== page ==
Strange math behaviour... could someone explain this ?
ambassador at fourthworld.com
Sat Oct 8 22:47:16 EDT 2005
Alex Tweedly wrote:
> Richard Gaskin wrote:
>> Computers are the servants of humans, not the other way around.
> You wish !!
I know you well enough to know you're just having fun there, but because
this anomaly has been accepted as "normal" in microprocessor design I
hope the readers here will indulge this brief philosophical rant on its
implications for the survival of mankind:
James Gosling and others believe that the biggest long-term threat to
the survival of our species isn't meteors, or terrorists, or SARS, or
even Halliburton, but something much smaller: nanobots.
I wonder what happens if we start accepting such blatant logical errors
for simple arithmetic, and then build ever more complex systems on top
of that, and then build complex AI systems on top of those, and then put
that known-to-be-faulty AI into nanobots.
I believe the difference between accepting "179" from a computer when we
all know the answer is "180" and accidentally enabling a robot to
violate Asimov's Three Laws is one of degrees, not absolutes.
The time for microprocessor manufactures to get serious about the little
things is today, if not yesterday.
The alternative is as world of deeply layered complex systems built on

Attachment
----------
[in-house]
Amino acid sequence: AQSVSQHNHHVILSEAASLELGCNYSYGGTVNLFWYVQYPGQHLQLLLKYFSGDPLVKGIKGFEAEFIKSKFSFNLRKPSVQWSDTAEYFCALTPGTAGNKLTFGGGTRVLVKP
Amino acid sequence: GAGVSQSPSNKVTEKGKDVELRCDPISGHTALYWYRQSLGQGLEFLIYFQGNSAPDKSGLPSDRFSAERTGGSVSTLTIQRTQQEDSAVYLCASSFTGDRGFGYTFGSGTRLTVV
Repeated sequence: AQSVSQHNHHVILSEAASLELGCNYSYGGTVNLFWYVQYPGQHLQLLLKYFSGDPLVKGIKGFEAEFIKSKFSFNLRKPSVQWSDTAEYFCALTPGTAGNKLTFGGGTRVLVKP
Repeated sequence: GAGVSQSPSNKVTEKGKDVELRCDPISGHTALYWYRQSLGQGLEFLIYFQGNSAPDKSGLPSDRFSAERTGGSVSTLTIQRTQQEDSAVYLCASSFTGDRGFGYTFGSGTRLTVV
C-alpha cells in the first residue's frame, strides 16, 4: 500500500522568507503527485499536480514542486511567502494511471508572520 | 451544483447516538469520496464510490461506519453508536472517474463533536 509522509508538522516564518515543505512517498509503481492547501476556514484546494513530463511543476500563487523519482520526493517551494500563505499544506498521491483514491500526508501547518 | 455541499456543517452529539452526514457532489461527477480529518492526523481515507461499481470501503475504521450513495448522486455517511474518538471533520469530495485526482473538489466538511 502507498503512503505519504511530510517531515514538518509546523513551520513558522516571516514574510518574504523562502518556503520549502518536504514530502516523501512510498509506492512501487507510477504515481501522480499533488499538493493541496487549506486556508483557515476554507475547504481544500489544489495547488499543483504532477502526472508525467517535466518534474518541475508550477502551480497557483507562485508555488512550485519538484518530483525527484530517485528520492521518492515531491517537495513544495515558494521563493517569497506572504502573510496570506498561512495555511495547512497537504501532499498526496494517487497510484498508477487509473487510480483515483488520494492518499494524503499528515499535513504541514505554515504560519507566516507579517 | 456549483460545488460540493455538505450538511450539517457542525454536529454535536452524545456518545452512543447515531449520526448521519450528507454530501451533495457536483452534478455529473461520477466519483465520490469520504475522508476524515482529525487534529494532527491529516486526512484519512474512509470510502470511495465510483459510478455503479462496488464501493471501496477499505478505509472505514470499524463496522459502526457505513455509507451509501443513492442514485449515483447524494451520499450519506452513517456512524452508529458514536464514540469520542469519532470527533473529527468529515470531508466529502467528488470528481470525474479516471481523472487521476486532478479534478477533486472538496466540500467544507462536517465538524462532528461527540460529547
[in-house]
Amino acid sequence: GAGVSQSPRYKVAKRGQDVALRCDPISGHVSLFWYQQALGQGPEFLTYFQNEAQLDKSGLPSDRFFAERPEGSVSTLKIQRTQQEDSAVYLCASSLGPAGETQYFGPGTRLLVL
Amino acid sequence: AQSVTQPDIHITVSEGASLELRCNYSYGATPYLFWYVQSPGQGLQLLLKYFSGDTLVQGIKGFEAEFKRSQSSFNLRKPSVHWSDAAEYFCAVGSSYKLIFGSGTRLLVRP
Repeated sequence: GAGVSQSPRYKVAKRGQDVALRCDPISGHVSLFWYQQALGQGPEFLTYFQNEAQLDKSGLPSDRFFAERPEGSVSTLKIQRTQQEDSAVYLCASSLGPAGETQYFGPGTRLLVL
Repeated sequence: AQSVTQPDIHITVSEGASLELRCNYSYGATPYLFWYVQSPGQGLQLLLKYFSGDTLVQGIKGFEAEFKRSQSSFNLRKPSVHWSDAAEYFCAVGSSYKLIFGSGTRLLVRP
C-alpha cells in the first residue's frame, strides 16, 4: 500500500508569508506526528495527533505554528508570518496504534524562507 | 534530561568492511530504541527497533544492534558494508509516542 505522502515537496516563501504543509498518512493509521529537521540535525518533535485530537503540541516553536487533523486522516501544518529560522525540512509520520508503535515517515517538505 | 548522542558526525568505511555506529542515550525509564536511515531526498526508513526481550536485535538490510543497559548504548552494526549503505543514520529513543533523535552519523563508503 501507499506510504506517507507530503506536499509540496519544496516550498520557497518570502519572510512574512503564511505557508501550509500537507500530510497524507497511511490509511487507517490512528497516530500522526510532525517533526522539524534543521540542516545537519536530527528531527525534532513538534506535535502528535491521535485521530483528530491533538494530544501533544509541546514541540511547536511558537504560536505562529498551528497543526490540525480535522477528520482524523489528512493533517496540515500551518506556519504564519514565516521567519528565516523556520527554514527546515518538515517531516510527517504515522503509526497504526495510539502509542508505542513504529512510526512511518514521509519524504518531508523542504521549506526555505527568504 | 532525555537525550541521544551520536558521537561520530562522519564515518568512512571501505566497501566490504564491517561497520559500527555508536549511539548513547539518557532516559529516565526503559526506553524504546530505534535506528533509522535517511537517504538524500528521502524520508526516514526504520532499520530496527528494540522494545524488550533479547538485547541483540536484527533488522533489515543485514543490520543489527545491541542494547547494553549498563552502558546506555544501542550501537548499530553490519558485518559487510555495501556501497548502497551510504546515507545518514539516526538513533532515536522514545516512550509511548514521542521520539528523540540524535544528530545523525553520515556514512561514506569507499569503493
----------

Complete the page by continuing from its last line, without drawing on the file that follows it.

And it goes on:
known inconsistencies, where the smallest things may become our biggest
> You might get Rev to introduce a workaround (e.g. by changing the
> effective meaning of trunc() to be "round at some ;eve; of precision
> that will do what I *want*, and then truncate", as Mark suggested) - but
> I fear that only leads to someone, some day in the future open a BZ to
> say that Rev gets a different answer to the same calculation than 95% of
> the installed base of languages).
Maybe not. We know, for example, that Excel already accounts for this
in its own code, correcting for the critical failure of the
microprocessor designers. Anyone have time to check if RB, VB, and
others do too?
I just checked HyperCard and it allows the wrong answer (one more reason
we can be glad it died with dignity while it could).
Way back when there was a question about date calculations, and we found
a similar problem with the Win OS, and a similar message from RunRev
about how it's an OS limitation. But on further investigation we
discovered that RB, VB, VBA, and many others had long been correcting
for that OS limitation on their own languages.
If we find that other high-level systems follow Excel's lead on this
one, perhaps there's an even stronger argument to asking Rev to account
for this processor failure (that is, in addition to the answer being wrong).
> Bring BCD , that's what I say .... :-)
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